We weren’t even sure if we’d get to San José, as Volcan Turrialba had started to erupt just 30 miles from the airport, throwing ash and smoke a mile into the air, covering the surrounding area and potentially blocking our flight path.
When we arrived at the check-in desk at Heathrow, the woman working there seemed baffled, and said she didn’t even know they had volcanoes in Costa Rica. We hoped she wasn’t flying the plane.
San José is described in guidebooks as everything from a ‘necessary pitstop’ to a ‘chaotic jumble of cars, buses, buildings, and people’. While its not going to win any prizes for architecture, it’s not a bad place to spend a day. We had a nice leisurely Sunday wandering through the city, past street performers, markets and bizarrely, hundreds of shoe shops. I’m not sure why they get through so many shoes in Costa Rica.
The highlight was in the west of town, where the former international airport terminal has been converted into a museum of Costa Rican art, and the land around it expanded into a park. The area was full of families having BBQs, playing sports and relaxing in the sun. We had a little wander by the lake, until a teenager starting walking towards is with a boa constrictor around her neck. We decided that was a good time to head in the opposite direction.
Barrio Amón and Barrio Otoya in the north of San José are home to the most wonderful selection of dilapidated mansions. In the early 1900s, there was a coffee boom which saw the ‘coffee barons’ come into a lot of money. They built extravagant, colonial mansions and lived there in style. In the following years, they have been joined by a collection of art deco and more modern houses. We walked through the district, stepping over cracked pavements where the roots of hundreds of towering weeds were beginning to reclaim the area. In some areas, enterprising locals had converted small areas of the mansions into coffee shops, but there’s still an overwhelming sense of decay and faded glamour. I loved it.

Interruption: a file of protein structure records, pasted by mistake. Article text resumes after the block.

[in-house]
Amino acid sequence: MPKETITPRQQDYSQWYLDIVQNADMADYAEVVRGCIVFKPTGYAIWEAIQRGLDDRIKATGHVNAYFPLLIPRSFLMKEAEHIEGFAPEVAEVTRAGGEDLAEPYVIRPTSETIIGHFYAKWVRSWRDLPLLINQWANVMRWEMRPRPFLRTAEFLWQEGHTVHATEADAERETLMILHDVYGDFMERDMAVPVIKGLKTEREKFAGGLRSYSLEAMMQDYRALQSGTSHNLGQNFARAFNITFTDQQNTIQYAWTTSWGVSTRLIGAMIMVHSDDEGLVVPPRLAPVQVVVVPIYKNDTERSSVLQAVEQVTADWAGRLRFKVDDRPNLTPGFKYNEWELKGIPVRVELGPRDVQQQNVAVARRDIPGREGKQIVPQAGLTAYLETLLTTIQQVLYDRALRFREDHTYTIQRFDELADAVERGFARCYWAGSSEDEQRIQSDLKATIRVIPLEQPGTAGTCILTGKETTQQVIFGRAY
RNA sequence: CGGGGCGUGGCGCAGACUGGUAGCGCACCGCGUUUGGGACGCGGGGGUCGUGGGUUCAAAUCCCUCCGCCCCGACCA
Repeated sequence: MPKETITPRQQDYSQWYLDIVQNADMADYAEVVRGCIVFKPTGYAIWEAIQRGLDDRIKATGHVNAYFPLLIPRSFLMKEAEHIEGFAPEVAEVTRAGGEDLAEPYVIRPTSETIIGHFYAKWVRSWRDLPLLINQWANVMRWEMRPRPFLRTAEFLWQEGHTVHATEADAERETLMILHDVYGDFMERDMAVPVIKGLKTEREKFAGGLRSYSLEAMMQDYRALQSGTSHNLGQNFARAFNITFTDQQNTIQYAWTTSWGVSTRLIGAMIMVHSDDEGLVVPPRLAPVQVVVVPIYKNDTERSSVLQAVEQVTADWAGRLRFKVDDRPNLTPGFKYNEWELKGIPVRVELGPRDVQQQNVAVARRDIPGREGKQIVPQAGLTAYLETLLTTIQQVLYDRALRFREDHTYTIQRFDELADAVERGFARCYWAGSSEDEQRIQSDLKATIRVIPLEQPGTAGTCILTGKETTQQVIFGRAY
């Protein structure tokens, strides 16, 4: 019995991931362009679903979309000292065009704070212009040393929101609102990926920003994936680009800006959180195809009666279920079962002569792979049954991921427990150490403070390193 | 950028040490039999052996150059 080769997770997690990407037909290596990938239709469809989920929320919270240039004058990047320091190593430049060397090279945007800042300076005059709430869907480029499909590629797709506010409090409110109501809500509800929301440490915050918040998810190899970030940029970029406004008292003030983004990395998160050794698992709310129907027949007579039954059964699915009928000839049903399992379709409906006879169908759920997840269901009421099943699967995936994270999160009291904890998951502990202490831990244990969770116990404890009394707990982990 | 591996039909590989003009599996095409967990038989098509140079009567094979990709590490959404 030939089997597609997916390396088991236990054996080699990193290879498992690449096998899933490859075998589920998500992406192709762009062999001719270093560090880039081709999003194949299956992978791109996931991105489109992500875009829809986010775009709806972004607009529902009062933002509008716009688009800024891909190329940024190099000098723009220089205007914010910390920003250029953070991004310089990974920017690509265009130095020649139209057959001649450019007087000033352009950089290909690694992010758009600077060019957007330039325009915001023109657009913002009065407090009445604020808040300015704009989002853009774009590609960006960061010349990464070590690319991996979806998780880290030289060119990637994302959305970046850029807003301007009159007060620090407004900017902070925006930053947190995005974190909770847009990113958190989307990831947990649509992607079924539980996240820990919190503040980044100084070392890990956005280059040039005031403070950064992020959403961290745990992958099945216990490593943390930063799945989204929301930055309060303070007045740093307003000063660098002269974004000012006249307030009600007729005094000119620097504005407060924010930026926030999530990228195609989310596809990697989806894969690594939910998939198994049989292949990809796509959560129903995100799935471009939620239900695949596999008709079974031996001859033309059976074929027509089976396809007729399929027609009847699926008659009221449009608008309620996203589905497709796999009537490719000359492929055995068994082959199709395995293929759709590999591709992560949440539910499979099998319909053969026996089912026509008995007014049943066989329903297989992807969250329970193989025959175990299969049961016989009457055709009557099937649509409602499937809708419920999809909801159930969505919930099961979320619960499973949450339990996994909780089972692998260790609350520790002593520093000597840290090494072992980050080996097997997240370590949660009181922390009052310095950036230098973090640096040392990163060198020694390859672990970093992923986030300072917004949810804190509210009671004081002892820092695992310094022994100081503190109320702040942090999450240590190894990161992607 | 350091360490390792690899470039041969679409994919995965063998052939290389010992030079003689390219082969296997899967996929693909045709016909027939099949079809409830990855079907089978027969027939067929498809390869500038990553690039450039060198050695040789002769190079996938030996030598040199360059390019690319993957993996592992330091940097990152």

In the evening, we headed out to a steak house that had been recommended. It was a warm evening, so we decided a walk would be nice. After a minute or so of walking, we quickly realised that the streets were completely deserted. Not just quiet, but empty. The only movement came from shady figures lurking in doorways, and the occasional red and blue illumination of the street by a passing armoured police car. It dawned on us that wandering around a Central American capital at night probably wasn’t the safest activity to start a holiday, so we got an Uber instead. However much criticism Uber gets in London, it’s ideal abroad – you don’t have to speak the language or have any foreign currency, and you can trace where the driver is taking you.
I was having a wander around the hotel garden just before leaving for Tortuguero, when I noticed something strange. It wasn’t enough to be noticeable at first glance, but the closer you looked, you could everything was dusted with a thin layer of volcanic ash. Every leaf, every flower was covered in a fine grey powder. It might not have affected our arrival in the country, but we can confirm to the woman on the check-in desk that there certainly are volcanoes in Costa Rica.